Kondo Katsuyuki Sensei
Kondo Katsuyuki was born in Tokyo in 1945. He began his training in Daito-ryu Aikijujutsu under one of Takeda Sokaku’s leading students, Hosono Tsunejiro, and in 1961 he received the first instruction from Takeda Tokimune at Hosono’s dojo. Later he became student of Yoshida Kotaro, who had been a Representative Instructor (kyoju dairi) under Takeda Sokaku. In 1964 he created an aikido club at Chiba Institute of Technology with Yoshida Kotaro as its adviser. In July of 1966 Kondo became a direct student of Takeda Tokimune and from that time he began making periodic visits to Hokkaido to learn directly from the Daito-ryu headmaster. Kondo also invited Tokimune to Tokyo to teach on various occasions. He continued his training under Tokimune for some thirty-two years.
In November of 1970 Kondo created his own dojo. Four years later, in 1974, Takeda Tokimune certified Kondo as Representative Instructor of the Headmaster (soke kyoju dairi). In October of 1982, Kondo relocated his dojo to the third floor of his company’s new building and named it “Shimbukan” (the name of the dojo was actually bestowed by Omori Sogen, a renowned Zen monk and Jikishinkage-ryu swordsman). In 1988, Takeda Tokimune appointed Kondo Katsuyuki, then the head of all Tokyo Daito-ryu Aikibudo Branches, to be both Representative of the Headmaster (soke dairi) and Director of the Overseas Headquarters (kaigai hombucho) in regard to Daito-ryu Aikibudo. That same year, Tokimune granted Kondo the menkyo kaiden (license of full transmission) certificate in Daito-ryu Aikijujutsu, thus formally passing on the Main Line Daito-ryu tradition.
During Takeda Tokimune’s illness and in the wake of his death, some of his students, who were supposed to do their best to preserve the school, left or started claiming their own Daito-ryu styles. In this difficult time, with the aim to preserve the Main Line Daito-ryu transmitted from Takeda Sokaku and Tokimune, Kondo Katsuyuki became the Head and General Affairs Director of the Daito-ryu Aikijujutsu Headquarters after being elected to this position by the heads of all Daito-ryu branches during a meeting in September of 1994. In July of 1995, Kondo was recognized by the Association of Japanese Traditional Martial Arts (Nihon Kobudo Kyokai) and Association for the Promotion of Japanese Traditional Martial Arts (Nihon Kobudo Shinkokai) as the legitimate successor to and head of Daito-ryu Aikijujutsu. Kondo has been a member of the executive board of the former association from May 2000 to May 2011, and is presently a member of the board of director of the latter.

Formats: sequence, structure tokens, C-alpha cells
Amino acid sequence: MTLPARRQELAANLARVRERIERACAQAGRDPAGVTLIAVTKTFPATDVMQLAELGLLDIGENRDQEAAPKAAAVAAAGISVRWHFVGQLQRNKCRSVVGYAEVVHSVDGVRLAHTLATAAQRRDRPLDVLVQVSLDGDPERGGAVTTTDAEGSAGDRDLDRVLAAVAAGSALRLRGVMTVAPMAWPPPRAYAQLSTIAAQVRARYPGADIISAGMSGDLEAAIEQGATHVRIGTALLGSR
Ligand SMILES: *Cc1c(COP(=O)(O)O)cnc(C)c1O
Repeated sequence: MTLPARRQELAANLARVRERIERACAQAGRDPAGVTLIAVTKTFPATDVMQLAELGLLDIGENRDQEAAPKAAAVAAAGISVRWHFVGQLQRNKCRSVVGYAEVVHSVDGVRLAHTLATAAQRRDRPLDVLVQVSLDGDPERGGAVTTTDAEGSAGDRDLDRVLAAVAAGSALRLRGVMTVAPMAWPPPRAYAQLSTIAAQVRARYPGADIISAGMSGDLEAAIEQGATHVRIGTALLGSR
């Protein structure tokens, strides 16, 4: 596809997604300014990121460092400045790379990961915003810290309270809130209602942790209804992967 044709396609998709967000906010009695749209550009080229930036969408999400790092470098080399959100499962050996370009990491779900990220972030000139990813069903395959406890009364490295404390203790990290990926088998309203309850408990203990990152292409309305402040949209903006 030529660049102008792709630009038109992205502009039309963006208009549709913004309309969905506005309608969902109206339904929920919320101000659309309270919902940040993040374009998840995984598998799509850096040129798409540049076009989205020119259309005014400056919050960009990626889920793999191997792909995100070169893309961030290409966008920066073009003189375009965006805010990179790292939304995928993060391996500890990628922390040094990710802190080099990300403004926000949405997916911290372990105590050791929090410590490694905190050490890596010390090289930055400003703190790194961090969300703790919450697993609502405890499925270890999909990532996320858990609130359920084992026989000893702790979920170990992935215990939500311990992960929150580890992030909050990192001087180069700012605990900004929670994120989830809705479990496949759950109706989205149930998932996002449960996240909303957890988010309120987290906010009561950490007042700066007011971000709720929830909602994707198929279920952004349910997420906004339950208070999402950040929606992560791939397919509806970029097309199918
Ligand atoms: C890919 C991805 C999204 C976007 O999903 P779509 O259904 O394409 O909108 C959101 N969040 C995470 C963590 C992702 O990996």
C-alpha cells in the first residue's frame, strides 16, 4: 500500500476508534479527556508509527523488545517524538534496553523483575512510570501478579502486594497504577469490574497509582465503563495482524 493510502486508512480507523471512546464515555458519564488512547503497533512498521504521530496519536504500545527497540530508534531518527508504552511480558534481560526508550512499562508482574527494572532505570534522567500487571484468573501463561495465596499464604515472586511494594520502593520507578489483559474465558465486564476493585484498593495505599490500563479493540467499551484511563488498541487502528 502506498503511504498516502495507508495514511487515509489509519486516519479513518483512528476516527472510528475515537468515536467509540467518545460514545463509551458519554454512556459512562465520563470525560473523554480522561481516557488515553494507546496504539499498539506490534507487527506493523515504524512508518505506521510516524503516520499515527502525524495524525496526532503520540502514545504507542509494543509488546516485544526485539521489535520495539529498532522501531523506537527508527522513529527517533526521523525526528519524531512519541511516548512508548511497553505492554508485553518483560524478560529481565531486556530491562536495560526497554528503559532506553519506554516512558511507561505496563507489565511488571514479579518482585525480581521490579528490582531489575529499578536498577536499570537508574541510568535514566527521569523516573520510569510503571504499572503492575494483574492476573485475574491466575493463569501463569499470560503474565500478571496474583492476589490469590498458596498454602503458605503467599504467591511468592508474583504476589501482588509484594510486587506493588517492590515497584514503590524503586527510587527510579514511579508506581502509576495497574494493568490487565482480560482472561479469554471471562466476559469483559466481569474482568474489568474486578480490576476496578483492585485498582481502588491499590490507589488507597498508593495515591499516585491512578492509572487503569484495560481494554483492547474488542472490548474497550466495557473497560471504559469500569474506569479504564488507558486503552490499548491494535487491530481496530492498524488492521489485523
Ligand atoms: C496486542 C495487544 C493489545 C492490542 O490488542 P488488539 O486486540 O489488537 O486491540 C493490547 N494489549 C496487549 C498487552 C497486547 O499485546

Kondo Katsuyuki speaks about the traditional method of teaching in Daito-ryu
“ I heard many times from my teacher, Takeda Tokimune, that Takeda Sokaku sensei never taught the same technique twice. Tokimune sensei told me that at the time he was teaching as his father’s Representative Instructor, Sokaku would scold him for being “foolishly soft-hearted” if he taught too kindly or showed his students something more than once. My teacher often warned me, “If you teach the same technique twice, the second time your students will figure out how to defeat you with a counter-technique. Teach something different the second time.
They say that Takeda Sokaku taught those techniques to people that would suit their individual physiques. For example, there are stories about how he changed techniques he taught depending on whether a student was tall or short, stout or slim, strong or weak. But I doubt that is what really happened, particularly if we consider the fact that he made a point of never teaching the same technique twice. What I think did happen, though, was that Sokaku never gave sufficient explanations to his students, but rather showed a technique and left it up to each student to “steal” it as much as he was able to. Thus, Daito-ryu techniques vary according to individual interpretations of Sokaku’s students. I think that is the reality of what happened.